For police officers, firefighters, and other types of first responders in Virginia, the Workers’ Compensation Act creates a presumption that hypertension or heart disease causing total or partial disability is presumed to be an occupational disease suffered in the line of duty. As such, medical and wage loss benefits may be awarded to the officer/firefighter or other person listed in §65.2-402 (B) of the Code of Virginia. This is an additional occupational benefit given by the citizens of the Commonwealth to these workers due to the stressful nature of their job. This is essentially a “thank you” to workers that put their life on the line every day for the rest of us. These are inherently stressful jobs that only a select few of us are willing or able to do.
However, it is important to note that this presumption can be rebutted/overcome by the insurance company if it can be shown that the disability is unrelated to employment. Insurance companies often challenge these claims by trying to show that there are other causes of the heart condition. If you are pursuing a claim for medical and/or wage benefits for hypertension or heart disease, you will likely be asked to provide your past medical history, details about your lifestyle, job history, and other intimate questions. Additionally, the worker/officer/firefighter must also show that the heart condition is disabling in some way. Just having hypertension, alone, might not result in receiving a medical and/or wage award.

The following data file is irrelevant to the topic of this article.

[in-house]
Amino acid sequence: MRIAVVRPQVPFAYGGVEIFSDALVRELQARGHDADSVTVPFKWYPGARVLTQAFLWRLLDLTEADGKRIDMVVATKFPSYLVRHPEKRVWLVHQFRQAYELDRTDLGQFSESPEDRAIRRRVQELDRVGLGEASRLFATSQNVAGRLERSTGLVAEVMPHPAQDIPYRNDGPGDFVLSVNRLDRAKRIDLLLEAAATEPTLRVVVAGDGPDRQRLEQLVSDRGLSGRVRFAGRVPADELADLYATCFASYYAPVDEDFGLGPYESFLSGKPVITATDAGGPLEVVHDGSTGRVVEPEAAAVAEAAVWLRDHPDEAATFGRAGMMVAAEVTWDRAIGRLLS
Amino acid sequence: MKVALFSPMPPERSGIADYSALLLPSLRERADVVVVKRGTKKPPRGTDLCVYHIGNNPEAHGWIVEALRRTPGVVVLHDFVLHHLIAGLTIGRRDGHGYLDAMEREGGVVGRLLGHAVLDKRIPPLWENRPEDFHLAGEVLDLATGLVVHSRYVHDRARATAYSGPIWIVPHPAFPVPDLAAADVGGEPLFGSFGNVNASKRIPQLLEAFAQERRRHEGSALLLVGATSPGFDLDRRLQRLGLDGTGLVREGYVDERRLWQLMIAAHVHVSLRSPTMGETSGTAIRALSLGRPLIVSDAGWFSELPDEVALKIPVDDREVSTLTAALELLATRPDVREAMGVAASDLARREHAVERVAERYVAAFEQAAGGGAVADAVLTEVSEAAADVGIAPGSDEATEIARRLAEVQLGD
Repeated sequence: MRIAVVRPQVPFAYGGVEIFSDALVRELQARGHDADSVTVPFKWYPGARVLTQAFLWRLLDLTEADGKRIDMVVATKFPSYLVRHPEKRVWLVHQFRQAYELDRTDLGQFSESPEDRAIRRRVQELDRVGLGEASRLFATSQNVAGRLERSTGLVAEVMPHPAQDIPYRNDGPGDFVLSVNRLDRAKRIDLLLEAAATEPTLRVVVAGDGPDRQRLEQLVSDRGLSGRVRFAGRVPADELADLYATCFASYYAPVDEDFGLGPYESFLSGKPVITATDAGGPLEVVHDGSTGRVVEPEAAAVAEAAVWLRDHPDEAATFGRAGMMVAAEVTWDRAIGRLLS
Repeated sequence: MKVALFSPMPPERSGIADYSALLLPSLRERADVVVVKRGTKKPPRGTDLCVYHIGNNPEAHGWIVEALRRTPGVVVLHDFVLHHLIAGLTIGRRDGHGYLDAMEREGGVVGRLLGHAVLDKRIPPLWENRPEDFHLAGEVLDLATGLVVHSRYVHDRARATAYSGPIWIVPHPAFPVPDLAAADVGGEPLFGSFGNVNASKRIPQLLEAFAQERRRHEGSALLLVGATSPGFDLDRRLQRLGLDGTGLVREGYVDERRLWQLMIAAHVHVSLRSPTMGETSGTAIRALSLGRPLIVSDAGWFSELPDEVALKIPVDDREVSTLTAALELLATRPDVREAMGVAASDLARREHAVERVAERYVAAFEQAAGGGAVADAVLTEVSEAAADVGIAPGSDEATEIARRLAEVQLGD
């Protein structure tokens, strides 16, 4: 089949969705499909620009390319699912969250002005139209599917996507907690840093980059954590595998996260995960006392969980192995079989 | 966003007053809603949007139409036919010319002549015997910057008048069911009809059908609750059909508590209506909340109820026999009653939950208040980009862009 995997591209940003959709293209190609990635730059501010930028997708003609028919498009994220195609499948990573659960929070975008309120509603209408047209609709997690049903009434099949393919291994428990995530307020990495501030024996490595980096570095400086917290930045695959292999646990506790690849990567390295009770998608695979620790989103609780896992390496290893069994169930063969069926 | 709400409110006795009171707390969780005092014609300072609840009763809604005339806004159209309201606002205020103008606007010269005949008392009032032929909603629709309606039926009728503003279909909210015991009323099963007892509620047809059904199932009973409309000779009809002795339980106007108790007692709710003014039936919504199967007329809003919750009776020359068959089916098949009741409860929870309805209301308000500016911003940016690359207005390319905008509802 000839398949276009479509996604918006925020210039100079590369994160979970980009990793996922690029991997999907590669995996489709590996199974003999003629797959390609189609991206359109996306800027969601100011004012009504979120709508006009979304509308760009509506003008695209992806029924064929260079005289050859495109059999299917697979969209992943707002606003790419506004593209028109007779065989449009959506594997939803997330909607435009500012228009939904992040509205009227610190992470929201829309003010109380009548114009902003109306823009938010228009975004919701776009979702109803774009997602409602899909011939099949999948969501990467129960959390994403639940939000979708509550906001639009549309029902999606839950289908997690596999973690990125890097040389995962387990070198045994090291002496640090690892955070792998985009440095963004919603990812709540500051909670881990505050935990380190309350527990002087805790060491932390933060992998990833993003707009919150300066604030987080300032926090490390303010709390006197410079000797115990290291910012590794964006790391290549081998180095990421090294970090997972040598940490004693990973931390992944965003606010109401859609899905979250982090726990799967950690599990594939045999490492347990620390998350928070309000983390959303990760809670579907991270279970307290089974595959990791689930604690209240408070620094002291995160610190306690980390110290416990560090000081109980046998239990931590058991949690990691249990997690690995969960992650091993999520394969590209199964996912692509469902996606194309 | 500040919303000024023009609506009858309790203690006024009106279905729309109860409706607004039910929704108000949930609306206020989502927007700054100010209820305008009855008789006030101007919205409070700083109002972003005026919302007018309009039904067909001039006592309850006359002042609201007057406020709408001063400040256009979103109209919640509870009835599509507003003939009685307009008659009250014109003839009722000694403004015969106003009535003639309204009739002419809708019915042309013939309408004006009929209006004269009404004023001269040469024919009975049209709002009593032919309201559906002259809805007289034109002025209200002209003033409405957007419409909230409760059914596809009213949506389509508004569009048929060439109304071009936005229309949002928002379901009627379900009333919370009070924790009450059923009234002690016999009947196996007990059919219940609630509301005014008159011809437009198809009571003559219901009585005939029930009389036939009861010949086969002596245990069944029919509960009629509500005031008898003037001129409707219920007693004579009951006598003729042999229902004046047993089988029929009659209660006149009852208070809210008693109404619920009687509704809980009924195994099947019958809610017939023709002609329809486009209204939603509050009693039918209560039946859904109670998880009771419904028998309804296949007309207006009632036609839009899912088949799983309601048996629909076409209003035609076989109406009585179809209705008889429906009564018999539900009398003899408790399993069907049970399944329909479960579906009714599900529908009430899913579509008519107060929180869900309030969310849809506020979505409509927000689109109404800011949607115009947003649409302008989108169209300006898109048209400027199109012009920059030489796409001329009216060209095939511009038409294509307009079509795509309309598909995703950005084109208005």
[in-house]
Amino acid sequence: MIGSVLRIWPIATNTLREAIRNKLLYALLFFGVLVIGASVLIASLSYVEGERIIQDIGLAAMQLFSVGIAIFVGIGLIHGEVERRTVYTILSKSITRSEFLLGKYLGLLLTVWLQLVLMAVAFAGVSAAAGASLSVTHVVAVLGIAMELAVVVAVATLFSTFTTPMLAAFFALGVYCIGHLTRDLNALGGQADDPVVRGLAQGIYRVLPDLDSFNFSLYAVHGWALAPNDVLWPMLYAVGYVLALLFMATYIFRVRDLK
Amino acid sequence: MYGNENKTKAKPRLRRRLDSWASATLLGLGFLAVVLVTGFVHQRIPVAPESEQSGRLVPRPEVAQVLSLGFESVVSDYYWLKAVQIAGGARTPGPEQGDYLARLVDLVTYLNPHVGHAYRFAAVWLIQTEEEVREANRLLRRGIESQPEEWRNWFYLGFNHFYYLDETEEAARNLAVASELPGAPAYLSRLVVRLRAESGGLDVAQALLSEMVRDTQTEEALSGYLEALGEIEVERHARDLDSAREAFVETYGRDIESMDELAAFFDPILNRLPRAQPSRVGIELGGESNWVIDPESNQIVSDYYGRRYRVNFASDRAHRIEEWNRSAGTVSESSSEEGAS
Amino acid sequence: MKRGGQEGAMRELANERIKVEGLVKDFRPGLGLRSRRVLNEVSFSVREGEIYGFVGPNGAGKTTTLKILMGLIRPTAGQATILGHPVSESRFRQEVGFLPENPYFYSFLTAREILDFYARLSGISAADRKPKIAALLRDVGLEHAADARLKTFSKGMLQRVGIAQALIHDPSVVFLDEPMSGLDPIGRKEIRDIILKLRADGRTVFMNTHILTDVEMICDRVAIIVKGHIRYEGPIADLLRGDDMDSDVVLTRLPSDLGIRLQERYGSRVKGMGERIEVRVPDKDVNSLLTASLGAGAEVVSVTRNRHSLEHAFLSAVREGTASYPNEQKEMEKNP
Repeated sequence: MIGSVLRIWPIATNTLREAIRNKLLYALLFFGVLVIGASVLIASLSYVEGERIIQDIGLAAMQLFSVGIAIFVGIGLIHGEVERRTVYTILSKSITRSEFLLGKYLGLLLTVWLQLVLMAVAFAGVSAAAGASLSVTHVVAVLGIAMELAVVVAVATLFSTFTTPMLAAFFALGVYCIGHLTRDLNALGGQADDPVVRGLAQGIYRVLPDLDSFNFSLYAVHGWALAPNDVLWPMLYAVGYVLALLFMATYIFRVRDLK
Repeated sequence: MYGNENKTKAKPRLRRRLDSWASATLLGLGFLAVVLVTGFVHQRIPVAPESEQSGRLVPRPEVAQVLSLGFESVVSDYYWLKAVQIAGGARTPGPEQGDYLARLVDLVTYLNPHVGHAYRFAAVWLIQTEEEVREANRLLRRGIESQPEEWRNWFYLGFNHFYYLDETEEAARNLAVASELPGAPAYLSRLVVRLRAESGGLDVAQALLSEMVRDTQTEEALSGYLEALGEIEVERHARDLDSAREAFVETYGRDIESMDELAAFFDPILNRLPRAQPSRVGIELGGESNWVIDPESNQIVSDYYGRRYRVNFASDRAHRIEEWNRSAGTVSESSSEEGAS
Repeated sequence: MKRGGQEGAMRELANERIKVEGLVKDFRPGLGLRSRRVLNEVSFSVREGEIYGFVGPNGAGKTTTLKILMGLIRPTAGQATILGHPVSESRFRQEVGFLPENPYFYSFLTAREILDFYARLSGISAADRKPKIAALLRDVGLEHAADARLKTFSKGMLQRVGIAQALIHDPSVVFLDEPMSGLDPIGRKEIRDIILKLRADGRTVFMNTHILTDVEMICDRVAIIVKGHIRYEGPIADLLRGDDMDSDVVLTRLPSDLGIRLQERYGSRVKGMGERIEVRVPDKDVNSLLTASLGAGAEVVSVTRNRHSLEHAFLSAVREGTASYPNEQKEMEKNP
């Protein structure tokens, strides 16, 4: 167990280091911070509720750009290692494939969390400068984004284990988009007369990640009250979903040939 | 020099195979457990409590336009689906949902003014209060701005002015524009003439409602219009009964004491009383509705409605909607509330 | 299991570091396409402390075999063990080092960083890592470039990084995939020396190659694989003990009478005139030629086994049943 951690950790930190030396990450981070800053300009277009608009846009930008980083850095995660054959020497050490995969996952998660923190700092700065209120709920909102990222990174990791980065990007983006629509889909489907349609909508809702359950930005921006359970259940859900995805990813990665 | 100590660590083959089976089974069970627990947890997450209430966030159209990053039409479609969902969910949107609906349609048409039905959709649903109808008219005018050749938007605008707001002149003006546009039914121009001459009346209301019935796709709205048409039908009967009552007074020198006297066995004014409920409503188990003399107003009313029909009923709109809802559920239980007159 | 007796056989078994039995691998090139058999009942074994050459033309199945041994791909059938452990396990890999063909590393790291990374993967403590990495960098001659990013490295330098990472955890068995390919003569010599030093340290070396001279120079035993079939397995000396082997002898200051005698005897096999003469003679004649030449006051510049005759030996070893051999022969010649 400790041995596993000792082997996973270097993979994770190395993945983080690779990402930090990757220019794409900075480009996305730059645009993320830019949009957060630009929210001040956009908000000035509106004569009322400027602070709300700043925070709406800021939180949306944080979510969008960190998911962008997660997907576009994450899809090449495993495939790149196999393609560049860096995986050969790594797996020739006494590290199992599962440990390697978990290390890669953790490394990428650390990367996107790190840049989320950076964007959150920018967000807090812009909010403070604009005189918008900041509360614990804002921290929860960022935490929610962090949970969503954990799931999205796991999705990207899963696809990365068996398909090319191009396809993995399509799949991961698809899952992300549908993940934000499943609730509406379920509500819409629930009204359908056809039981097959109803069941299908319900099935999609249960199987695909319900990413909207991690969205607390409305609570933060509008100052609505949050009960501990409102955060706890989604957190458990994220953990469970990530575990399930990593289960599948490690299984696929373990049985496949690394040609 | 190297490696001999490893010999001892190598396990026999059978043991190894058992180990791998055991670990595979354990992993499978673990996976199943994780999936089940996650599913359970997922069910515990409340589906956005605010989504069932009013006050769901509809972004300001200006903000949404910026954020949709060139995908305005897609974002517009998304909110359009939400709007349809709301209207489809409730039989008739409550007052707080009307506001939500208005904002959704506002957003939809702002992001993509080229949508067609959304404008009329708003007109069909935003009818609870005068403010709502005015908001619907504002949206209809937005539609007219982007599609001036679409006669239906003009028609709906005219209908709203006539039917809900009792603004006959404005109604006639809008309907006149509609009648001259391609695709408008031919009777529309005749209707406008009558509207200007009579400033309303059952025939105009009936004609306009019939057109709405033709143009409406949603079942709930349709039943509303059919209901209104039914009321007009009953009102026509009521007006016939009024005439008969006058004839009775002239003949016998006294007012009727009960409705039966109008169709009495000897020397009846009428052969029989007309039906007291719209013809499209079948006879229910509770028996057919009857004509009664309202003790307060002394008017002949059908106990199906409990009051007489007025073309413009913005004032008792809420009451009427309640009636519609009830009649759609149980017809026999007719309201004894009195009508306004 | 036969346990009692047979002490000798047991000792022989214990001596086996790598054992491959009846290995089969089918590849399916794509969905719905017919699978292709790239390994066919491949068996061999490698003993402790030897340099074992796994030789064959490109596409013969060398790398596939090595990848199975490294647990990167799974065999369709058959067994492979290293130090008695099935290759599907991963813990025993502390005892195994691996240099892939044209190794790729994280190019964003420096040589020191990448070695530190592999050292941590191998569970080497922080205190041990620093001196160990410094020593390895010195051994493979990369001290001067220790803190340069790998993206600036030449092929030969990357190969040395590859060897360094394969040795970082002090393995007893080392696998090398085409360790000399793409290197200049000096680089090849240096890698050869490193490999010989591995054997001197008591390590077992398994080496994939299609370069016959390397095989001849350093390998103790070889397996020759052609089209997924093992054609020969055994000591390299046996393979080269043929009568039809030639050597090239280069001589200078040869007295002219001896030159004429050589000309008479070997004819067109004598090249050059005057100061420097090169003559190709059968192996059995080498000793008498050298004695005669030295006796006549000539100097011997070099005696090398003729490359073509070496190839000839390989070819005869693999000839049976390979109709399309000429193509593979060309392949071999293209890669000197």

If you are considering filing a claim based on a diagnosis of hypertension or heart disease, you should consult with an experienced workers’ compensation attorney. The Law Office of Darren Shoen has extensive experience in representing police officers, firefighters, first responders, and other injured workers throughout the Commonwealth of Virginia. Call today for a free consultation.
These statements are for general information purposes only and not considered specific legal advice. Mr. Shoen would need to meet with you individually to ensure client confidentiality and would need additional information not provided in this article. This article does not create an attorney-client relationship. Please consult an attorney directly for legal advice.